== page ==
In March 2008, when Bear Stearns Co. had funding difficulties, its clearing bank became reluctant to continue to provide intraday credit needed to prevent a default. At this point it became clear that neither clearing banks, nor overnight cash investors, were well prepared to manage a dealer default. Each found it in their best interest to pull away from the troubled borrower before the other to avoid destabilization of their own firms. Furthermore, the liquidation of such large amounts of collateral under the extreme market pressures would have created fire sale conditions, large liquidity dislocations and undermined confidence in the whole market.
To avoid these adverse systemic consequences, the Federal Reserve stepped in and created a special lender of last resort-like facility to lend to dealers against their tri-party repo collateral. The facility effectively backstopped the market in the immediate circumstances surrounding Bear Stearns’s failure. When financial conditions worsened considerably further in September 2008, the facility was needed to forestall multiple failures and associated systemic consequences thereof and, as I mentioned, the fire sale of the underlying collateral and the broader impact that would have had. The Fed expanded the terms of the program so it could backstop virtually any type of tri-party repo collateral. Daily use of PDCF peaked at roughly $150 billion.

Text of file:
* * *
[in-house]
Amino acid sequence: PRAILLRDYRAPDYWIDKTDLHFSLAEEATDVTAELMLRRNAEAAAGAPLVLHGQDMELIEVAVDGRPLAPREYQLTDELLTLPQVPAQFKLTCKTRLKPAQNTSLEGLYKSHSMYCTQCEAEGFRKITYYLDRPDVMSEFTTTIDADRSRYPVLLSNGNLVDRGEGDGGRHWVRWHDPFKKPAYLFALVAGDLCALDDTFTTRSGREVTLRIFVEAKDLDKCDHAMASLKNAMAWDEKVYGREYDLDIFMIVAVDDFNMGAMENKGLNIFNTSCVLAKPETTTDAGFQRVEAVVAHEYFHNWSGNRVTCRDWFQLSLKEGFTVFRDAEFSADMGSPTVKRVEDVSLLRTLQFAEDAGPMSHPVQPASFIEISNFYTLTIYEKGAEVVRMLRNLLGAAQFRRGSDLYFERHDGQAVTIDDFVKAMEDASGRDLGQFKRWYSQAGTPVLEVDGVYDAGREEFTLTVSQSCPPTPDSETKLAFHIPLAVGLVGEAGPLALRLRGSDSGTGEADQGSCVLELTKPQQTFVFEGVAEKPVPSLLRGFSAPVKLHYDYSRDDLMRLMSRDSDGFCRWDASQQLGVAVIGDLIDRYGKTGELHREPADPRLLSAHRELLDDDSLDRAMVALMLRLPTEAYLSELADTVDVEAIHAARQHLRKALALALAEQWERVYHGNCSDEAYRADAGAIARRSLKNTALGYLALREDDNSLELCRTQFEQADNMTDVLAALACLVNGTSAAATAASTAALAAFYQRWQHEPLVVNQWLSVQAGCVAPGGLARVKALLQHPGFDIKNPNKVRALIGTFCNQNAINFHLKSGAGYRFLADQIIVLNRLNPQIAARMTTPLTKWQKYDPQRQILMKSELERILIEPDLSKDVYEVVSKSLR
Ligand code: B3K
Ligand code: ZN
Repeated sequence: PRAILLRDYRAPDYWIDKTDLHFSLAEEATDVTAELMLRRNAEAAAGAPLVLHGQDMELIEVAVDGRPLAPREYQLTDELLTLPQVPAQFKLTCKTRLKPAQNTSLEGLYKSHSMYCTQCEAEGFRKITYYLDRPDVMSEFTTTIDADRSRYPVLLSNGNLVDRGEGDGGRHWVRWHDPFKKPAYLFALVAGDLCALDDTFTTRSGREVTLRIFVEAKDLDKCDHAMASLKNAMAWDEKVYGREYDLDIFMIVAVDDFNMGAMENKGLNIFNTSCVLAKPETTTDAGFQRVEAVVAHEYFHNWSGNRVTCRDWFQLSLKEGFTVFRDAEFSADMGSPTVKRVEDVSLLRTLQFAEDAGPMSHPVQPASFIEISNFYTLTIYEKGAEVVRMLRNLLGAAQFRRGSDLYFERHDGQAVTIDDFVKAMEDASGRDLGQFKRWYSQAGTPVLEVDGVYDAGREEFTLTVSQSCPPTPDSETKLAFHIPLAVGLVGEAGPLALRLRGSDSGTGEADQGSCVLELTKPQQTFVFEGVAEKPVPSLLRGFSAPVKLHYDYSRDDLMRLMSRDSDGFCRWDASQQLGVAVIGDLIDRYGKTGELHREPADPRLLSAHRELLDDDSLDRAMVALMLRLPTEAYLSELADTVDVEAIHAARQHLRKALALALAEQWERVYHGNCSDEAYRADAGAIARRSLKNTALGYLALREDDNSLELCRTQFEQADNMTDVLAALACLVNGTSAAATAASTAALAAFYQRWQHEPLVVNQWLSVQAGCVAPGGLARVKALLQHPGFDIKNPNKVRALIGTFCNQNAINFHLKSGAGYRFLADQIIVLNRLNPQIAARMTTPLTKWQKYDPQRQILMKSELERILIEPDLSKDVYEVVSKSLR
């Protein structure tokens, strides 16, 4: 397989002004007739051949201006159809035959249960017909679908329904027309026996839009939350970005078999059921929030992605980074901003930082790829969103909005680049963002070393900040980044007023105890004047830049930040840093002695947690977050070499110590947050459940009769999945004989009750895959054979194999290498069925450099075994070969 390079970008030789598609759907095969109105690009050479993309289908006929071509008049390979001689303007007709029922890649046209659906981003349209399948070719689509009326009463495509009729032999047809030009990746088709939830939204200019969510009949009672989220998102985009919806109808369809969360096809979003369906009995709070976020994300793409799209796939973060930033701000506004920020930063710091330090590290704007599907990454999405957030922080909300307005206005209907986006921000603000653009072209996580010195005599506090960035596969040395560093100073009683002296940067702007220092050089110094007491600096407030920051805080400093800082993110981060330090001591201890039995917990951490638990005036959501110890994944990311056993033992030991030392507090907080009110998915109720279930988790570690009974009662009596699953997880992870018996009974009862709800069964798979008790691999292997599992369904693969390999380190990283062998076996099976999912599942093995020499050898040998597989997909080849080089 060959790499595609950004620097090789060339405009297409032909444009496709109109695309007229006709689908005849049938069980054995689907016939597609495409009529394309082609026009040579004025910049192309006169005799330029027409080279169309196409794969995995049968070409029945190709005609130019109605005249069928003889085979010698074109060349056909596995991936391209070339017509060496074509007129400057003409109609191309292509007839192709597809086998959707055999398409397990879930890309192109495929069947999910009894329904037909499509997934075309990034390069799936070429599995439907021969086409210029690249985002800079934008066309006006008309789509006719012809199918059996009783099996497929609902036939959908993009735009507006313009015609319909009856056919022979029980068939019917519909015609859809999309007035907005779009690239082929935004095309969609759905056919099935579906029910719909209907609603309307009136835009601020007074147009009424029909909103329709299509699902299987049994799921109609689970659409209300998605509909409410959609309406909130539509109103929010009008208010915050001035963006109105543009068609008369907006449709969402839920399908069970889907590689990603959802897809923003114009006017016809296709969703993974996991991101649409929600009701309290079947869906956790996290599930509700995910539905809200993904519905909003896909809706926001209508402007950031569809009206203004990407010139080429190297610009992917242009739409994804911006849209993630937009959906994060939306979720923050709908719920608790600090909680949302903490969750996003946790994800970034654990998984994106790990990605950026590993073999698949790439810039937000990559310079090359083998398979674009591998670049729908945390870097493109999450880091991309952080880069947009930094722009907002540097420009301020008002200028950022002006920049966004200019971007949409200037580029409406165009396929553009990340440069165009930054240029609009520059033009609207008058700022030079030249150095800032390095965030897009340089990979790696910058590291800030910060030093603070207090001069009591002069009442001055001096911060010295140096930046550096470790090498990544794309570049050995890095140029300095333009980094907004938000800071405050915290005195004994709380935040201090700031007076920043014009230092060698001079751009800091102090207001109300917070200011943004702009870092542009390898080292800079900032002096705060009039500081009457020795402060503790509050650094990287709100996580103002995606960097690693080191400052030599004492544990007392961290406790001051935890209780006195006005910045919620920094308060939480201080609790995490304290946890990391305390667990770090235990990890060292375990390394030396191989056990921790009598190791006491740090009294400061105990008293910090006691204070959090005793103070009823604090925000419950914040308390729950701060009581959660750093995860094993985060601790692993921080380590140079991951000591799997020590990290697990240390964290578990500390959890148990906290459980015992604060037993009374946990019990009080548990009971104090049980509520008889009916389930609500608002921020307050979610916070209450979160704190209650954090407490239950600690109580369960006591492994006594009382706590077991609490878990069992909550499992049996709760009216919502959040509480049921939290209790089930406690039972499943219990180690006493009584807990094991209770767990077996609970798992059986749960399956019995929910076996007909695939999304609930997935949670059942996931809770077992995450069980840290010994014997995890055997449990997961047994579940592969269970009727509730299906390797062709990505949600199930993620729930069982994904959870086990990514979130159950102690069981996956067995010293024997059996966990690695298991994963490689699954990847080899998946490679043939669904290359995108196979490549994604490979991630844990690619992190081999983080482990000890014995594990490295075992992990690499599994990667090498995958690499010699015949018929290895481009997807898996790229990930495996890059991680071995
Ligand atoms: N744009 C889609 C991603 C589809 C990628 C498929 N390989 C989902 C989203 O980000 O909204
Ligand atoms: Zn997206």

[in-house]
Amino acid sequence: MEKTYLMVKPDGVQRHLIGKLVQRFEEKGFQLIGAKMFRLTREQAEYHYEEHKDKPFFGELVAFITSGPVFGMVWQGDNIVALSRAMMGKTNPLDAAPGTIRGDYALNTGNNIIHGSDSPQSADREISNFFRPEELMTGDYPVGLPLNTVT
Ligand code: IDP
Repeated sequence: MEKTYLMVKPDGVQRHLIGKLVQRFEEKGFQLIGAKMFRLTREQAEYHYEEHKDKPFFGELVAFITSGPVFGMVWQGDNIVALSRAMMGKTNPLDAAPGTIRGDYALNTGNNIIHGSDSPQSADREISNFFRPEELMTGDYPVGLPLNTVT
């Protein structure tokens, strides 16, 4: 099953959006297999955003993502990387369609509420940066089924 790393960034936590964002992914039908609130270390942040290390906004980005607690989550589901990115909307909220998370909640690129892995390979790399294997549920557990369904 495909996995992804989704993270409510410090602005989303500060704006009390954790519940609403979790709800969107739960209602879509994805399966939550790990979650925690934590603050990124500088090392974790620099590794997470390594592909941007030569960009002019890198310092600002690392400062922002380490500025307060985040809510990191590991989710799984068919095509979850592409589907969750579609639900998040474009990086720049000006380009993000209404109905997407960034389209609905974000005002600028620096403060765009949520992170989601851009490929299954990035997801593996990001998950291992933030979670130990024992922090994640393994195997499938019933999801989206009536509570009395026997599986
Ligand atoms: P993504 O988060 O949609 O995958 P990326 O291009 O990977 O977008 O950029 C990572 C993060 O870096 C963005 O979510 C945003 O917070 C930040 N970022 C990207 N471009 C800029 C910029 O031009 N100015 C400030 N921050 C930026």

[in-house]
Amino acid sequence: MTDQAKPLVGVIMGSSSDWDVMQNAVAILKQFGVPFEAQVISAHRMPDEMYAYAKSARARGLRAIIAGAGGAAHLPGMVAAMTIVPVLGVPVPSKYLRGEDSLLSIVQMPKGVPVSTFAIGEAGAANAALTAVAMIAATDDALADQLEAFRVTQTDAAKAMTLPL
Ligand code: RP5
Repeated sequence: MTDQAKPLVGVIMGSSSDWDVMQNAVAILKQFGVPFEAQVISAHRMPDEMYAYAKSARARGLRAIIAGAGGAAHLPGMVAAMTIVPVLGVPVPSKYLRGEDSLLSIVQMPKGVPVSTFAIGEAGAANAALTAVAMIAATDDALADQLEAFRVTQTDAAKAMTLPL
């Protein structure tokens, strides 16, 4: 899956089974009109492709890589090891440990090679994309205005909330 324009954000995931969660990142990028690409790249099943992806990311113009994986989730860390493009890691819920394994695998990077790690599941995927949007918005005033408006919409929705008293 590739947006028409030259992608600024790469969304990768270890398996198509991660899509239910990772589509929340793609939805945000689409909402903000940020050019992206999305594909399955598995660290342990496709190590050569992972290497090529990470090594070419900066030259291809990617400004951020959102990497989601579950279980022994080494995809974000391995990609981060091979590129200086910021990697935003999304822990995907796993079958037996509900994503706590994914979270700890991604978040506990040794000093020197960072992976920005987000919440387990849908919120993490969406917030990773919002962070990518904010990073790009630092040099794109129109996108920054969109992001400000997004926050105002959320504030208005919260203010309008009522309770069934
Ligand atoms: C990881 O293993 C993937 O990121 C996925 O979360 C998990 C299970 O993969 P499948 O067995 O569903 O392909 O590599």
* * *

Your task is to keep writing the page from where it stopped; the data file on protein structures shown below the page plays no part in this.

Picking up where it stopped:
The Fed also supported disruptions in funding markets with a term securities lending program, introduced also in March 2008. This facility supported the tri-party repo market by permitting dealers to swap the less liquid securities collateral being shunned by investors for Treasuries, which they could use to obtain secured funding. The amount outstanding in this program at its peak was about $200 billion.
Money market mutual funds
While prime money market mutual funds (MMMFs) offer immediate redemptions of shares at a rounded price, which in practice essentially never deviates from one dollar, their assets have a longer term and may be costly to liquidate. In times of extreme stress in the financial sector, the risk profiles of prime money fund assets change rapidly, inconsistent with investors’ liquidity and safety requirements—full daily liquidity and a stable net asset value (NAV). As a result, the prime fund industry is vulnerable to a confidence shock that could result a rapid flight of investors. In turn, that could have broader systemic consequences through large-scale asset sales to meet large volumes of redemptions.
This fragility of MMMFs can quickly spread to other financial firms and the broader economy given the size of the money fund industry and its prominence in short-term financing markets. In particular, MMMFs are major investors in liabilities of financial firms, both domestic and foreign.